Leaked files from alt-right host raise some hard questions

Recently, a group of unnamed hackers claiming association with the hacker collective known as Anonymous released more than 180 gigabytes of data from Epik, a web-hosting company whose clients included a number of alt-right groups and services, including right-wing Twitter alternatives Gab and Parler, as well as pro-gun and pro-Trump sites. “This dataset is all that’s needed to trace actual ownership and management of the fascist side of the internet,” the group said in its news release, adding that the information it acquired would help people identify the actors behind disinformation and QAnon sites, among others.  The data dump is said to contain account information for all of Epik’s clients, including the registered owner’s email address, mailing address, and other information (although some right-wing sites use anonymization services to conceal this data). The leak was first reported last week by Steven Monacelli, an independent journalist, on Twitter; in the days that followed, it prompted coverage by a range of national outlets, from the Washington Post and CNN to Gizmodo and Mother Jones.

The importance of the information in the Epik hack—if it proves to be accurate—seems obvious, especially for researchers tracking QAnon groups or other disinformation sources, hate-speech advocates, and domestic extremists. “The company played such a major role in keeping far-right terrorist cesspools alive,” Rita Katz, executive director of SITE Intelligence Group, which studies online extremism, told the Washington Post. “Without Epik, many extremist communities—from QAnon and white nationalists to accelerationist neo-Nazis—would have had far less oxygen to spread harm, whether that be building toward the January 6 Capitol riots or sowing the misinformation and conspiracy theories chipping away at democracy.”

Emma Best, co-founder of Distributed Denial of Secrets, a journalism nonprofit that specializes in leaked data, told the Post that some researchers have called the Epik hack “the Panama Papers of hate groups,” a comparison to the leak of more than 11 million documents that exposed the offshore finance industry, and earned the International Consortium of Investigative Journalists a Pulitzer. Megan Squire, a professor at Elon University who studies right-wing extremism, told the Post “It’s massive. It may be the biggest domain-style leak I’ve seen and, as an extremism researcher, it’s certainly the most interesting. It’s an embarrassment of riches.”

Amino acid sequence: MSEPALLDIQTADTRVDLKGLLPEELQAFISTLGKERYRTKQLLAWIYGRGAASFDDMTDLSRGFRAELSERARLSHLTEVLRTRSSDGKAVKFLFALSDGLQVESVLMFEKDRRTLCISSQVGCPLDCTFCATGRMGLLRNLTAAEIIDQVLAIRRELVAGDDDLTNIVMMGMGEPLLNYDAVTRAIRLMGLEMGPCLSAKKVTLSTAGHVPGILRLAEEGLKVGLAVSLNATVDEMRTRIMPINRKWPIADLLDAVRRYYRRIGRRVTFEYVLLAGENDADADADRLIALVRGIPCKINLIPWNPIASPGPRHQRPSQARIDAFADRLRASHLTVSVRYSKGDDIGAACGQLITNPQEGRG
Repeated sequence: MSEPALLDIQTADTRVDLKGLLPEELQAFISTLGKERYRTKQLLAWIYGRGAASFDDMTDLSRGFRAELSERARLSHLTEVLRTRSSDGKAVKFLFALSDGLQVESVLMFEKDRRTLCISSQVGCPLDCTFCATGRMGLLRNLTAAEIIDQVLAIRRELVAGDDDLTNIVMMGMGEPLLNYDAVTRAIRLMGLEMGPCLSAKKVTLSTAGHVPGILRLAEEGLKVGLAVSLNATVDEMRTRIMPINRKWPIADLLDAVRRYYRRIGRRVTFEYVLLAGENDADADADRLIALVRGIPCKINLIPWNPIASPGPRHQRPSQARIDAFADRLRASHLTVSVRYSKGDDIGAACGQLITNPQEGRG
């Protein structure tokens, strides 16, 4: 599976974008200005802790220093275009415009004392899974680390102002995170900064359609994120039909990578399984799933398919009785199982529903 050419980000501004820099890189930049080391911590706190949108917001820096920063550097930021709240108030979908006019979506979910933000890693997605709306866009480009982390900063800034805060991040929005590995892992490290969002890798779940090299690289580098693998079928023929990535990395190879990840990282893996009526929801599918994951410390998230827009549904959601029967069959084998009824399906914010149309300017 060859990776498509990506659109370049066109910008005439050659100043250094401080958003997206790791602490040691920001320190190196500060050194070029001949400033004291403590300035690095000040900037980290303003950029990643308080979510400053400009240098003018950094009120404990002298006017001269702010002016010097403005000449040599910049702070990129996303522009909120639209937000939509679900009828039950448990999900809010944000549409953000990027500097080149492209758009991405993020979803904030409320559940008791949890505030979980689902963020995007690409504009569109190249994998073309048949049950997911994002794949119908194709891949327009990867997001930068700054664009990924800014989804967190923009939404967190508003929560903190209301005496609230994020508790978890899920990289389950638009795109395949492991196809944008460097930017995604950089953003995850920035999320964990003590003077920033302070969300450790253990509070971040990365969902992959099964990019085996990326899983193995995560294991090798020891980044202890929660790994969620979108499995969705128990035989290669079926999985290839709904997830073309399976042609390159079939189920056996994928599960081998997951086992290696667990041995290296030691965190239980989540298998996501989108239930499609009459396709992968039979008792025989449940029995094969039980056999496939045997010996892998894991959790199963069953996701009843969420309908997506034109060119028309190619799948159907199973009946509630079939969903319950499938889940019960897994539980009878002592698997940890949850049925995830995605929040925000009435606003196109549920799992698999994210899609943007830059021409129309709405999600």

Like the Panama Papers, getting information out of the huge database and making sense of it is time-consuming, which may explain why coverage of the Epik hack lagged; some outlets published their first stories more than one week after Monacelli’s tweet. So far, most reports on the Epik hack have been explainers, recapping the data breach and then bringing in commentary on the potential value of the leaked materials from cybersecurity experts and extremism scholars. Gizmodo, in its report, noted that it had “downloaded copies of the Epik data and will be assessing its content.” 

The individuals behind the Epik leak are completely unknown, and it’s unclear whether they are actually affiliated with Anonymous—the group isn’t really a coherent entity with membership requirements and a central administration. Such concerns raise questions about motivation; they also place a premium on newsworthiness. What follow-up coverage will look like is anyone’s guess, and will tell us something about how newsrooms navigate a particular ethical quandary: how—or whether—such materials inform future reporting efforts on disinformation, viral conspiracy theories, and online extremism.

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Other notable stories:

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Mathew Ingram is CJR’s chief digital writer. Previously, he was a senior writer with Fortune magazine. He has written about the intersection between media and technology since the earliest days of the commercial internet. His writing has been published in the Washington Post and the Financial Times as well as by Reuters and Bloomberg.